T Nation

Fear of Tearing Triceps when Stretched


#1

Hi guys, wanted the opinion of some experienced people here. I've been making some good progress on seated barbell tricep extensions. The ones done overhead where the bar is lowered behind the head to stretch the tris.

My question is, on my heavier sets, I've been getting a very powerful stretch in my long/inner head (sorry I get confused when it comes to those parts of the tricep). I understand this is a good thing and the goal of this particular movement, but lately the stretch feeling (which lasts for most of the concentric as well as the eccentric) has been so strong that I have been fearing that my tris will actually tear. Is this silly? Or should I slow down with the progress and keep the weight the same until the intense stretch feeling subsides?

If it helps, I am doing 1 plate per side for 10 reps currently (ez-bar). I know it's not much, but just giving an idea of where I'm at, if it helps at all.


#2

start stretching your triceps regularly, they might just be tight. i do the DC extreme stretch with more weight than that and its no prob.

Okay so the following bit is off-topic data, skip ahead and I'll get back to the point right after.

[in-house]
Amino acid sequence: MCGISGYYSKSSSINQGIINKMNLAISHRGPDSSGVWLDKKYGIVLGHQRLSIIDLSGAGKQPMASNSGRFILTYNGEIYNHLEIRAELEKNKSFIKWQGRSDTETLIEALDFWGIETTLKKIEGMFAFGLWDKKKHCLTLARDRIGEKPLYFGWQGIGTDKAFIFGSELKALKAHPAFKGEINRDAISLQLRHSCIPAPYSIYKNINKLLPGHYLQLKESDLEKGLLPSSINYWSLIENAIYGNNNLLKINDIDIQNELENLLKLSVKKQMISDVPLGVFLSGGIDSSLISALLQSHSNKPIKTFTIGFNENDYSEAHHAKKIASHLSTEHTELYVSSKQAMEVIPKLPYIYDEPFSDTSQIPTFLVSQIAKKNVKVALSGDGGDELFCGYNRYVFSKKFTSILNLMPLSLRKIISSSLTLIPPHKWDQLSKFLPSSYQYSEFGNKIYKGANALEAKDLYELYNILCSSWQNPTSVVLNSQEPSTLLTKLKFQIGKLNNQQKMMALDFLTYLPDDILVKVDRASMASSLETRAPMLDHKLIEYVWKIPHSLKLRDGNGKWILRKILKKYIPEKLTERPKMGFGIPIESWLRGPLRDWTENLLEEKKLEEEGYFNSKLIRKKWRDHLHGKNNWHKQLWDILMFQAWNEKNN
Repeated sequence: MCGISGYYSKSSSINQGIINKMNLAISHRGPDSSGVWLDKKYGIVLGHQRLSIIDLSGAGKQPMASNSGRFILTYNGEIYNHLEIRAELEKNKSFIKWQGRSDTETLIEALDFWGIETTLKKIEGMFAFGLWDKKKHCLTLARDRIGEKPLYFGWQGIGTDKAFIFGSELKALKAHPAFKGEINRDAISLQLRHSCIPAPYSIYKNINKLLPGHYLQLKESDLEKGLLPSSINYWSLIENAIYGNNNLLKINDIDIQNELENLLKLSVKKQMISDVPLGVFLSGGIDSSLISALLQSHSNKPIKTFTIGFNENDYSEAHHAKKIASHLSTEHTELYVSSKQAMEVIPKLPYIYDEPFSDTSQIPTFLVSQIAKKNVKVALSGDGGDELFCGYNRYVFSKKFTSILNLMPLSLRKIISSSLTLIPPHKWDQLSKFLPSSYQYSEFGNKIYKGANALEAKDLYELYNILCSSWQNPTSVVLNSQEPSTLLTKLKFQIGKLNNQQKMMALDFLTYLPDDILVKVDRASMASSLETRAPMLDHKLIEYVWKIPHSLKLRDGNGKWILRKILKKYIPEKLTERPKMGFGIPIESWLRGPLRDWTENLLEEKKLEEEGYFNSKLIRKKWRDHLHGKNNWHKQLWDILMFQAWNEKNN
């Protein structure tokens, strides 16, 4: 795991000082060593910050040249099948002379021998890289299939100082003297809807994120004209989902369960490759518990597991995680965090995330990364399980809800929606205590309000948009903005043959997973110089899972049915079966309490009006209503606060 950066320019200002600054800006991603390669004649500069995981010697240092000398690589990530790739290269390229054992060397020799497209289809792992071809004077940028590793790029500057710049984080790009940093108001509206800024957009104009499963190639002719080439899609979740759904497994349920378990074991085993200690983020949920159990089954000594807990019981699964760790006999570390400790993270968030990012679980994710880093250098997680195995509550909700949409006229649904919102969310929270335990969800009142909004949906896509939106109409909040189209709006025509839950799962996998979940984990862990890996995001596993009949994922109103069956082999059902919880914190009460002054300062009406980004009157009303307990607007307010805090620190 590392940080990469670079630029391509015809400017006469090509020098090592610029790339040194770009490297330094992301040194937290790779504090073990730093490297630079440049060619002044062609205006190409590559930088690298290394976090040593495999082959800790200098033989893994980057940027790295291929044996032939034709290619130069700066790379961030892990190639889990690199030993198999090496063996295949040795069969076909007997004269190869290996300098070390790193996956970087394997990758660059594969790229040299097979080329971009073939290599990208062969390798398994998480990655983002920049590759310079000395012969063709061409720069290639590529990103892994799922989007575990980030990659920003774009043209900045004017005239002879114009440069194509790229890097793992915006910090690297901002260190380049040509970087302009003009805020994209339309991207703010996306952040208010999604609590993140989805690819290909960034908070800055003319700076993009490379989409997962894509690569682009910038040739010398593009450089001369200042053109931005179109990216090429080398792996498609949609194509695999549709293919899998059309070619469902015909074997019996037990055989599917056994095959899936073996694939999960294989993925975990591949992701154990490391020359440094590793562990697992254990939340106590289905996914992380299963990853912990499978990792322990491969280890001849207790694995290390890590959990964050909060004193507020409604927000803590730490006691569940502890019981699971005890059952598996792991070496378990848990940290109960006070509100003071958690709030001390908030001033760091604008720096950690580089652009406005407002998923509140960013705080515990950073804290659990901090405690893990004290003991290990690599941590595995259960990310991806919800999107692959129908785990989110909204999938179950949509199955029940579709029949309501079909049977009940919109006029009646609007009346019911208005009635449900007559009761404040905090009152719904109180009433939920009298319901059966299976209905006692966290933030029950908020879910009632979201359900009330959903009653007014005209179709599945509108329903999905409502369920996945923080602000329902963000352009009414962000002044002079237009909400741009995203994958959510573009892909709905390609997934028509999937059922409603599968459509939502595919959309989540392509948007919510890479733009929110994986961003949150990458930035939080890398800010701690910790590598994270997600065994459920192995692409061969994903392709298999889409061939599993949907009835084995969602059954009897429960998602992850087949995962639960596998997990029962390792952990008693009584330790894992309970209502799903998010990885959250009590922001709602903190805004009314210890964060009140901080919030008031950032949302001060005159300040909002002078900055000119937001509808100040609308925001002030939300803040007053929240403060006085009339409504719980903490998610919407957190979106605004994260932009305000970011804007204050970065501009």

#3

or if your really worried move the rep range up. i usually do OH or PJRs in the 12-15.


#4

I use to do seated overhead tricep stretches with a DB until they started bothering my shoulder and elbow.

Now I step on some sort of band and basically do the same thing but standing up and holding onto the other end of the band. Feels awesome.


#5

No, it's not silly. Injuries are not a myth. Lift intelligently and you will be lifting for a very long time injury free. There is no way anyone on a forum can knmow if you are on the brink of injury or not.

What kind of weight are we talking about here?


#6

At times like that, I usually rotate that lift out for a bit and focus on stretching that area for a while.

Also, I usually do OH tri ext's after I have a good pump. Arms won't bend far enough to stretch the triceps.

Also, I cheat on 'em (depending on your def of cheating). I don't keep my upper arm perfectly vertical. Instead, I use a little momentum by pulling my elbows forward to initiate the lift. It lets me use enough weight to hammer the strongest part of the lift instead of being limited by the weakest point (the stretched position)


#7